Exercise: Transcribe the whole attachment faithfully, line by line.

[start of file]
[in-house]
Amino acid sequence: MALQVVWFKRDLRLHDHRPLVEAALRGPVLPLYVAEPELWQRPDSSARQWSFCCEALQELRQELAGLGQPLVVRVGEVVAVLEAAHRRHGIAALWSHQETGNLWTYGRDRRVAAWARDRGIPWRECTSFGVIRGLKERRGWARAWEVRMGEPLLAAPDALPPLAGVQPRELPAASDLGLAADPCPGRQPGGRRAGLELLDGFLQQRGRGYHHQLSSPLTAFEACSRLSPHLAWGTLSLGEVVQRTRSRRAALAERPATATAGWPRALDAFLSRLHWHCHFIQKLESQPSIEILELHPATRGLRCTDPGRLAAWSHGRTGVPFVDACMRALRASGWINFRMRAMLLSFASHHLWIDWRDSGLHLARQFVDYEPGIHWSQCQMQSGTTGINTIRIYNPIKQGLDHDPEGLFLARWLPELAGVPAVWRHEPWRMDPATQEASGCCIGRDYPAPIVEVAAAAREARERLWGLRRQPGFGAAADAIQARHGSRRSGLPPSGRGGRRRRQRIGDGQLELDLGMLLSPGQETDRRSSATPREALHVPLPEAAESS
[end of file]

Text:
[in-house]
Amino acid sequence: MALQVVWFKRDLRLHDHRPLVEAALRGPVLPLYVAEPELWQRPDSSARQWSFCCEALQELRQELAGLGQPLVVRVGEVVAVLEAAHRRHGIAALWSHQETGNLWTYGRDRRVAAWARDRGIPWRECTSFGVIRGLKERRGWARAWEVRMGEPLLAAPDALPPLAGVQPRELPAASDLGLAADPCPGRQPGGRRAGLELLDGFLQQRGRGYHHQLSSPLTAFEACSRLSPHLAWGTLSLGEVVQRTRSRRAALAERPATATAGWPRALDAFLSRLHWHCHFIQKLESQPSIEILELHPATRGLRCTDPGRLAAWSHGRTGVPFVDACMRALRASGWINFRMRAMLLSFASHHLWIDWRDSGLHLARQFVDYEPGIHWSQCQMQSGTTGINTIRIYNPIKQGLDHDPEGLFLARWLPELAGVPAVWRHEPWRMDPATQEASGCCIGRDYPAPIVEVAAAAREARERLWGLRRQPGFGAAADAIQARHGSRRSGLPPSGRGGRRRRQRIGDGQLELDLGMLLSPGQETDRRSSATPREALHVPLPEAAESS